C.G. Jung's Red Book / Daria Martin
April 10 – June 6, 2010
C.G. Jung’s Red Book
Exhibition Explores a Seminal Work by this Father of Modern Psychology
The Hammer Museum presents The Red Book of C. G. Jung: Creation of a New Cosmology, an exhibition of preeminent psychologist Carl Gustav Jung’s (1875- 1961) famous Red Book, thought to be the most influential unpublished work in the history of psychology by many contemporary scholars. Jung also considered the Red Book to be his most important work, or as he described it, the "prima materia for a lifetime’s work." Until now, however, the book has spent most of its existence in a Swiss safe deposit box, and very few people have actually seen it. This exhibition, organized by the Rubin Museum in New York, includes works of art and archival materials on loan from the Foundation of the Works of C. G. Jung, the C.G. Jung Institute in Zurich, the C.G. Jung Foundation for Analytical Psychology, the Jung family private archive, and other private collections. The show is the first public presentation of the remarkable book and it coincides with the publication of a facsimile edition of the Red Book by W.W. Norton & Company. The Hammer is the only West Coast venue for the exhibition and the presentation includes an important series of public programs to further explore the work of C.G. Jung and his legacy.
Carl Jung began work on the Red Book in 1914 at the age of thirty-eight. He had established a successful private psychological practice in Zurich, but subsequently fell into a period of personal and spiritual turmoil. It was during this period that Jung formulated what would become his most important and famous theories about archetypes, the collective unconscious, and the process of individuation. The Red Book is a collection of Jung’s personal writings and drawings, chronicling the often horrific and troubling explorations of his own unconscious. For the better part of sixteen years Jung consistently documented his dreams and recorded his fantasies in a beautiful volume that resembles a medieval manuscript. It is a strange hybrid of thought and image, taking the form of an 11-1/2 x 14-1/4 inch red leather-bound book. On more than two-thirds of the pages, Jung paired his abstract and brightly hued graphic forms with thoughts written in a beautiful calligraphic style. Out of this work and these experiences Jung would transform psychotherapy from a practice concerned with the treatment of the sick into a means for the higher development of the personality.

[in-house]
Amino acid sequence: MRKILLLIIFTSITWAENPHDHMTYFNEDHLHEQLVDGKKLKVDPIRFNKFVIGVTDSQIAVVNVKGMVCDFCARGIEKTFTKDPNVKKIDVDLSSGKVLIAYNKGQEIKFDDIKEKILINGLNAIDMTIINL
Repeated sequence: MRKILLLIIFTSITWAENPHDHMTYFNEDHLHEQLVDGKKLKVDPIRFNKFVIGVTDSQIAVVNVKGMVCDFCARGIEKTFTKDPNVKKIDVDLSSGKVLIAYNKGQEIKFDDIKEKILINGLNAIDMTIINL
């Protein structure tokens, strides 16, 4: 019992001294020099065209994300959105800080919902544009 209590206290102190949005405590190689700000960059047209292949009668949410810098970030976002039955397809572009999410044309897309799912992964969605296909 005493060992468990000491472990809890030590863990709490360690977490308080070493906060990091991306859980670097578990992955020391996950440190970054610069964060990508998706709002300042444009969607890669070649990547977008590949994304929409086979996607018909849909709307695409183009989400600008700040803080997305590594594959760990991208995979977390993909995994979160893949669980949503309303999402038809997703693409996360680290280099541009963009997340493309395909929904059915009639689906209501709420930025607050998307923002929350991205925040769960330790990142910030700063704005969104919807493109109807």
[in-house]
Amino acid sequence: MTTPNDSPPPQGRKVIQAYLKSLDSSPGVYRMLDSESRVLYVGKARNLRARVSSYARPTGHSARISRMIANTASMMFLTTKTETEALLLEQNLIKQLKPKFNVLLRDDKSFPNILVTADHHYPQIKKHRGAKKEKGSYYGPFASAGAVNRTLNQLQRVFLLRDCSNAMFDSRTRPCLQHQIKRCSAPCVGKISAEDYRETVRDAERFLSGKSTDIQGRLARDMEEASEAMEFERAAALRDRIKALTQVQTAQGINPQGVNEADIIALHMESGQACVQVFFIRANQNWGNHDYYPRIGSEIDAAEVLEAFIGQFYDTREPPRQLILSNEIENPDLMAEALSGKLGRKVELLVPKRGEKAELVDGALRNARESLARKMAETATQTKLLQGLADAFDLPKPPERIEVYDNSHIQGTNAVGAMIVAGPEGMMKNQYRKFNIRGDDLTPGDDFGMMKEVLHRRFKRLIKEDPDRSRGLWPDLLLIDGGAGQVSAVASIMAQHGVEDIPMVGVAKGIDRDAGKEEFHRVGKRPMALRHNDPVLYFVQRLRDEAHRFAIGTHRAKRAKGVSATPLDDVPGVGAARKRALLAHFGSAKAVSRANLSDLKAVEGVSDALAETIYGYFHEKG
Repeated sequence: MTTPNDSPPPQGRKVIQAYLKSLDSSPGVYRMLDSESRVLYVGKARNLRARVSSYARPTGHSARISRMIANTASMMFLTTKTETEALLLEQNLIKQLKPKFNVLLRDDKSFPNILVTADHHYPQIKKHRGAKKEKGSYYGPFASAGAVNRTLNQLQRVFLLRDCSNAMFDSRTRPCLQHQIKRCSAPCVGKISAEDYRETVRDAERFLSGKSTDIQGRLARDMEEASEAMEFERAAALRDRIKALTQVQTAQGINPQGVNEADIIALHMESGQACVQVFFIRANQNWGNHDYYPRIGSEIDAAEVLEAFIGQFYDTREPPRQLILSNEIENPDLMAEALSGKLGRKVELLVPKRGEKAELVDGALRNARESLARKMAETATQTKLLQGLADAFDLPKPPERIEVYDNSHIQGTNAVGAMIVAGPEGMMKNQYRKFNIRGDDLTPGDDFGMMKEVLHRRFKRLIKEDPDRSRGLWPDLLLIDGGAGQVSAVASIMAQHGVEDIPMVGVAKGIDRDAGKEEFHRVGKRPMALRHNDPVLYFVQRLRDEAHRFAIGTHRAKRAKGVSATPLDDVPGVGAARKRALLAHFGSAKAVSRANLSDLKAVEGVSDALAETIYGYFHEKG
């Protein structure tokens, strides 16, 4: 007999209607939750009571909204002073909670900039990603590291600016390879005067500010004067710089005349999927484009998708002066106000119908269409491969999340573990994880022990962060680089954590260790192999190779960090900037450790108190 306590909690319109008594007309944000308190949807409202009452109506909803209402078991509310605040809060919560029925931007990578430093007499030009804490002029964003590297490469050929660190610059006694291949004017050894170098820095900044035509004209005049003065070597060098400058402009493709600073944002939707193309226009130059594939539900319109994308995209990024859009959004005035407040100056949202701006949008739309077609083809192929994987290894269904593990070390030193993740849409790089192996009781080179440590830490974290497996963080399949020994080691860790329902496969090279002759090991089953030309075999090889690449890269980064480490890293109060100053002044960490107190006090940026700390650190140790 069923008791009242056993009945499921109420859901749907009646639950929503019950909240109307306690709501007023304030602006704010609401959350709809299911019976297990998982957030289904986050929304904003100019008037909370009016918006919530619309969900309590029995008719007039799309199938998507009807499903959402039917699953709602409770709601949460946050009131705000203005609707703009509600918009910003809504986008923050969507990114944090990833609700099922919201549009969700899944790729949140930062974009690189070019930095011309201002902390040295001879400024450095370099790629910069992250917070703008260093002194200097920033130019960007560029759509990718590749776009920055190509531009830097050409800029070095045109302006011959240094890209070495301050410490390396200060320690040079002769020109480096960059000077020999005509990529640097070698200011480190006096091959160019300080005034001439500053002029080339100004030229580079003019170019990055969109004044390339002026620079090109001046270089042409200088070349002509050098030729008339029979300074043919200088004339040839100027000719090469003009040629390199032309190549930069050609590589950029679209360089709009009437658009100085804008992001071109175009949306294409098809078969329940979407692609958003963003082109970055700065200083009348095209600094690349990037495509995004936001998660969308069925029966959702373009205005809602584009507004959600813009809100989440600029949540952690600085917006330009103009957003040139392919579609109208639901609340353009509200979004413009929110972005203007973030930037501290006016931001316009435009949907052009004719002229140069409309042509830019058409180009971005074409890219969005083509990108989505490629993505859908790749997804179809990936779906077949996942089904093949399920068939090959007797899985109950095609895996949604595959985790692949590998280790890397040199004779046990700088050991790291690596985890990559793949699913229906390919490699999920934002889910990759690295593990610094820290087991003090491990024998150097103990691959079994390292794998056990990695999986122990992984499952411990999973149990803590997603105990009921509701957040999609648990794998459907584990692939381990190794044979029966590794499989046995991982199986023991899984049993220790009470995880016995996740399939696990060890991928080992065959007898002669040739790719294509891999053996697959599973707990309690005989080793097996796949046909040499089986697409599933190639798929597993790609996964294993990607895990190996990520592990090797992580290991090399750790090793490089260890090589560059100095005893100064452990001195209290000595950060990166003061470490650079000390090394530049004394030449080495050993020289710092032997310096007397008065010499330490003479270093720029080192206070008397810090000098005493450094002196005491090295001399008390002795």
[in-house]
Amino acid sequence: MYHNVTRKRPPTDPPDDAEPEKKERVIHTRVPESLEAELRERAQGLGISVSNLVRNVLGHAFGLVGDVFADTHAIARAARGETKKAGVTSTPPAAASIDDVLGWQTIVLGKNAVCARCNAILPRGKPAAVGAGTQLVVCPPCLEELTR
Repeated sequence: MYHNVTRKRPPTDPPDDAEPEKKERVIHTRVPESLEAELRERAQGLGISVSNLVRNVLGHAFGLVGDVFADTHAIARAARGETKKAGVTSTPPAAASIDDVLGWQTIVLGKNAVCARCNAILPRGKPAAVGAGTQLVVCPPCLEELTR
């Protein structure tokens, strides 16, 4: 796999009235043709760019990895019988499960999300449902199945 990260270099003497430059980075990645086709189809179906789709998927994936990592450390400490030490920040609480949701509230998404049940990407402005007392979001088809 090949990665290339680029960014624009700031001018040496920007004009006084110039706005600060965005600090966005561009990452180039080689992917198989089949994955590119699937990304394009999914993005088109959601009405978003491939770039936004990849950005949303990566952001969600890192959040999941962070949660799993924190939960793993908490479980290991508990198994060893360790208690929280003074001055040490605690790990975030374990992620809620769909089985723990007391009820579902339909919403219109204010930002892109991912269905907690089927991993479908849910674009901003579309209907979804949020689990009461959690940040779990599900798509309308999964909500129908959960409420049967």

Alongside the ninety-five-year old volume, which Jung worked on from 1914-1930, the Hammer Museum presents a number of oil, chalk, and tempera paintings and preparatory sketches related to the Red Book, and other original manuscripts, including the Black Books, which contain ideas and fantasies leading up to the Red Book. Visitors to the exhibition are invited to see the ways in which Jung sought to translate the symbols he encountered in dreams and fantasies into contemporary graphic form, often using the circular diagrams of the mandala, which resemble structures represented in Tibetan Buddhist art. On display will be Jung’s first known mandala-like work: Systema mundi totius (1916), a cosmic representation of his reflections on spirituality and the soul, drawn from a series of recorded personal fantasies. Jung considered this work— along with about twenty-five mandala sketches that he created while serving as a Medical Corps Doctor and Commander of a British internment camp in Switzerland during the last two years of World War I—to be important documentations of his psychological and spiritual development.